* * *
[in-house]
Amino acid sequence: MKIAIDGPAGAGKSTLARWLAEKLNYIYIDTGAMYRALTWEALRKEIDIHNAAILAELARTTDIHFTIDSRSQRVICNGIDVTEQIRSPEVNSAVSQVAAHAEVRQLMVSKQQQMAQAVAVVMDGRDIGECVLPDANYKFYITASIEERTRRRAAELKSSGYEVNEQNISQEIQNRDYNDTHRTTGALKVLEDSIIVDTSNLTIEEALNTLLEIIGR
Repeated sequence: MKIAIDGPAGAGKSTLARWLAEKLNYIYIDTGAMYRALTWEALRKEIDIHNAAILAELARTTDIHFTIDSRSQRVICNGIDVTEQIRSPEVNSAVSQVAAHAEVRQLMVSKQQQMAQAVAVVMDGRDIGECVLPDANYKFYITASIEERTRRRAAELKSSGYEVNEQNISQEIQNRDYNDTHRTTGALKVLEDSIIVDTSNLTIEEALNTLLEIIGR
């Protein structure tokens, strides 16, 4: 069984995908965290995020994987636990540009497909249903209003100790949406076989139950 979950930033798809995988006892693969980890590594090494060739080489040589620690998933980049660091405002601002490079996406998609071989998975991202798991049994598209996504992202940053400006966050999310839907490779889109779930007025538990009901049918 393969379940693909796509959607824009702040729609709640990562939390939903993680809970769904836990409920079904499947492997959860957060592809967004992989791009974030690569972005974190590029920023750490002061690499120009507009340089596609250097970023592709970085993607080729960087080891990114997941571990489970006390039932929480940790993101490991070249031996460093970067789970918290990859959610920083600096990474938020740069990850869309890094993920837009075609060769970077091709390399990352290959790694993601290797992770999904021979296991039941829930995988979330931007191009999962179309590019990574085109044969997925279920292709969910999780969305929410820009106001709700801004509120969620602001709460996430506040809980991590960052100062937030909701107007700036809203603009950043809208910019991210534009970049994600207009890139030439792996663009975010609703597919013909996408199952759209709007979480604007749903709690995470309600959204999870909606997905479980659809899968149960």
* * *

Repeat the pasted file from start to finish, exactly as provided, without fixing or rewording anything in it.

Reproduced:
[in-house]
Amino acid sequence: MKIAIDGPAGAGKSTLARWLAEKLNYIYIDTGAMYRALTWEALRKEIDIHNAAILAELARTTDIHFTIDSRSQRVICNGIDVTEQIRSPEVNSAVSQVAAHAEVRQLMVSKQQQMAQAVAVVMDGRDIGECVLPDANYKFYITASIEERTRRRAAELKSSGYEVNEQNISQEIQNRDYNDTHRTTGALKVLEDSIIVDTSNLTIEEALNTLLEIIGR
Repeated sequence: MKIAIDGPAGAGKSTLARWLAEKLNYIYIDTGAMYRALTWEALRKEIDIHNAAILAELARTTDIHFTIDSRSQRVICNGIDVTEQIRSPEVNSAVSQVAAHAEVRQLMVSKQQQMAQAVAVVMDGRDIGECVLPDANYKFYITASIEERTRRRAAELKSSGYEVNEQNISQEIQNRDYNDTHRTTGALKVLEDSIIVDTSNLTIEEALNTLLEIIGR
């Protein structure tokens, strides 16, 4: 069984995908965290995020994987636990540009497909249903209003100790949406076989139950 979950930033798809995988006892693969980890590594090494060739080489040589620690998933980049660091405002601002490079996406998609071989998975991202798991049994598209996504992202940053400006966050999310839907490779889109779930007025538990009901049918 393969379940693909796509959607824009702040729609709640990562939390939903993680809970769904836990409920079904499947492997959860957060592809967004992989791009974030690569972005974190590029920023750490002061690499120009507009340089596609250097970023592709970085993607080729960087080891990114997941571990489970006390039932929480940790993101490991070249031996460093970067789970918290990859959610920083600096990474938020740069990850869309890094993920837009075609060769970077091709390399990352290959790694993601290797992770999904021979296991039941829930995988979330931007191009999962179309590019990574085109044969997925279920292709969910999780969305929410820009106001709700801004509120969620602001709460996430506040809980991590960052100062937030909701107007700036809203603009950043809208910019991210534009970049994600207009890139030439792996663009975010609703597919013909996408199952759209709007979480604007749903709690995470309600959204999870909606997905479980659809899968149960």